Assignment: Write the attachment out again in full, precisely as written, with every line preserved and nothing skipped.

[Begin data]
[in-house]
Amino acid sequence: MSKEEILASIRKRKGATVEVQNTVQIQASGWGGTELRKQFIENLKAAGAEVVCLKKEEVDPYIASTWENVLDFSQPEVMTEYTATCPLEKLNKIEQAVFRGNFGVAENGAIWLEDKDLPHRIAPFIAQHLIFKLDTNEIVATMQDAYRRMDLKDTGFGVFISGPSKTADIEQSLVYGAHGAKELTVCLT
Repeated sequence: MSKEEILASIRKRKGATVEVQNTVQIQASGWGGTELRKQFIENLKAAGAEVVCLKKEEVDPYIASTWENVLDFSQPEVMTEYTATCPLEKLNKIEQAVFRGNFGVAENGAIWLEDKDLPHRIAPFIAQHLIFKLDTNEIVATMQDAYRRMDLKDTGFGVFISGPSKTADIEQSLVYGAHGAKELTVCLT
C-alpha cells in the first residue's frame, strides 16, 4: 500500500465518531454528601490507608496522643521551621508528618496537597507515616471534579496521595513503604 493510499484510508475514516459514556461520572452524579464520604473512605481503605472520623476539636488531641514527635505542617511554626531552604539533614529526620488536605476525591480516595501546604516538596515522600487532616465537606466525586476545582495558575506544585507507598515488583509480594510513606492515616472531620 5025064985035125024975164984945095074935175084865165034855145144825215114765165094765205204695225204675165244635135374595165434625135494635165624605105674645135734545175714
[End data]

[in-house]
Amino acid sequence: MSKEEILASIRKRKGATVEVQNTVQIQASGWGGTELRKQFIENLKAAGAEVVCLKKEEVDPYIASTWENVLDFSQPEVMTEYTATCPLEKLNKIEQAVFRGNFGVAENGAIWLEDKDLPHRIAPFIAQHLIFKLDTNEIVATMQDAYRRMDLKDTGFGVFISGPSKTADIEQSLVYGAHGAKELTVCLT
Repeated sequence: MSKEEILASIRKRKGATVEVQNTVQIQASGWGGTELRKQFIENLKAAGAEVVCLKKEEVDPYIASTWENVLDFSQPEVMTEYTATCPLEKLNKIEQAVFRGNFGVAENGAIWLEDKDLPHRIAPFIAQHLIFKLDTNEIVATMQDAYRRMDLKDTGFGVFISGPSKTADIEQSLVYGAHGAKELTVCLT
C-alpha cells in the first residue's frame, strides 16, 4: 500500500465518531454528601490507608496522643521551621508528618496537597507515616471534579496521595513503604 493510499484510508475514516459514556461520572452524579464520604473512605481503605472520623476539636488531641514527635505542617511554626531552604539533614529526620488536605476525591480516595501546604516538596515522600487532616465537606466525586476545582495558575506544585507507598515488583509480594510513606492515616472531620 5025064985035125024975164984945095074935175084865165034855145144825215114765165094765205204695225204675165244635135374595165434625135494635165624605105674645135734545175714